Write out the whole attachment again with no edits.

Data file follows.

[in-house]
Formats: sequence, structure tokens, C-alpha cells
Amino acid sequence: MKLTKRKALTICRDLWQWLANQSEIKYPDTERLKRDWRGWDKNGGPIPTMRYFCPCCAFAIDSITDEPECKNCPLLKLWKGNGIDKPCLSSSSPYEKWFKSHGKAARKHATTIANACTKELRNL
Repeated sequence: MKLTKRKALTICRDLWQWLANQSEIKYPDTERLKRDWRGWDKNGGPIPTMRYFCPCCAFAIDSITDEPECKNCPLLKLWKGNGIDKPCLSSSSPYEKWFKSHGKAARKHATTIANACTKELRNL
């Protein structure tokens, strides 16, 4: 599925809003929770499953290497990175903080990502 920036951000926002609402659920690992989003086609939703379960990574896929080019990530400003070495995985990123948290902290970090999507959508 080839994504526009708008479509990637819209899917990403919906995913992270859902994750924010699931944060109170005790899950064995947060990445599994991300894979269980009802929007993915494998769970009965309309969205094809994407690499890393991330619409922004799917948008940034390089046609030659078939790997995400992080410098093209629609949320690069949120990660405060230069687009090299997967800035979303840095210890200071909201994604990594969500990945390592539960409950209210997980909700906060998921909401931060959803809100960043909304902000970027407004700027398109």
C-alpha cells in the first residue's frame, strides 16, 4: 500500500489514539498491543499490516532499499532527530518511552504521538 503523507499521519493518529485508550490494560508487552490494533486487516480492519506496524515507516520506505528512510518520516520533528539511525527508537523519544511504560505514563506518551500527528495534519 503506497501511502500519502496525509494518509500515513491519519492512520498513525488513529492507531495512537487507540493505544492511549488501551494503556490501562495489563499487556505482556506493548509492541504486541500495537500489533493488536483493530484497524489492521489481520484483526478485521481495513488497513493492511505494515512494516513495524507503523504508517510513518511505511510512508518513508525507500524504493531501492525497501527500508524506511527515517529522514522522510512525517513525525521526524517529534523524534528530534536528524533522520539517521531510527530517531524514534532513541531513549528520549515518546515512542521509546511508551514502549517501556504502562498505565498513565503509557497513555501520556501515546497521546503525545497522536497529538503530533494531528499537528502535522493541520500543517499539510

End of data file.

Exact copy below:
[in-house]
Formats: sequence, structure tokens, C-alpha cells
Amino acid sequence: MKLTKRKALTICRDLWQWLANQSEIKYPDTERLKRDWRGWDKNGGPIPTMRYFCPCCAFAIDSITDEPECKNCPLLKLWKGNGIDKPCLSSSSPYEKWFKSHGKAARKHATTIANACTKELRNL
Repeated sequence: MKLTKRKALTICRDLWQWLANQSEIKYPDTERLKRDWRGWDKNGGPIPTMRYFCPCCAFAIDSITDEPECKNCPLLKLWKGNGIDKPCLSSSSPYEKWFKSHGKAARKHATTIANACTKELRNL
């Protein structure tokens, strides 16, 4: 599925809003929770499953290497990175903080990502 920036951000926002609402659920690992989003086609939703379960990574896929080019990530400003070495995985990123948290902290970090999507959508 080839994504526009708008479509990637819209899917990403919906995913992270859902994750924010699931944060109170005790899950064995947060990445599994991300894979269980009802929007993915494998769970009965309309969205094809994407690499890393991330619409922004799917948008940034390089046609030659078939790997995400992080410098093209629609949320690069949120990660405060230069687009090299997967800035979303840095210890200071909201994604990594969500990945390592539960409950209210997980909700906060998921909401931060959803809100960043909304902000970027407004700027398109």
C-alpha cells in the first residue's frame, strides 16, 4: 500500500489514539498491543499490516532499499532527530518511552504521538 503523507499521519493518529485508550490494560508487552490494533486487516480492519506496524515507516520506505528512510518520516520533528539511525527508537523519544511504560505514563506518551500527528495534519 503506497501511502500519502496525509494518509500515513491519519492512520498513525488513529492507531495512537487507540493505544492511549488501551494503556490501562495489563499487556505482556506493548509492541504486541500495537500489533493488536483493530484497524489492521489481520484483526478485521481495513488497513493492511505494515512494516513495524507503523504508517510513518511505511510512508518513508525507500524504493531501492525497501527500508524506511527515517529522514522522510512525517513525525521526524517529534523524534528530534536528524533522520539517521531510527530517531524514534532513541531513549528520549515518546515512542521509546511508551514502549517501556504502562498505565498513565503509557497513555501520556501515546497521546503525545497522536497529538503530533494531528499537528502535522493541520500543517499539510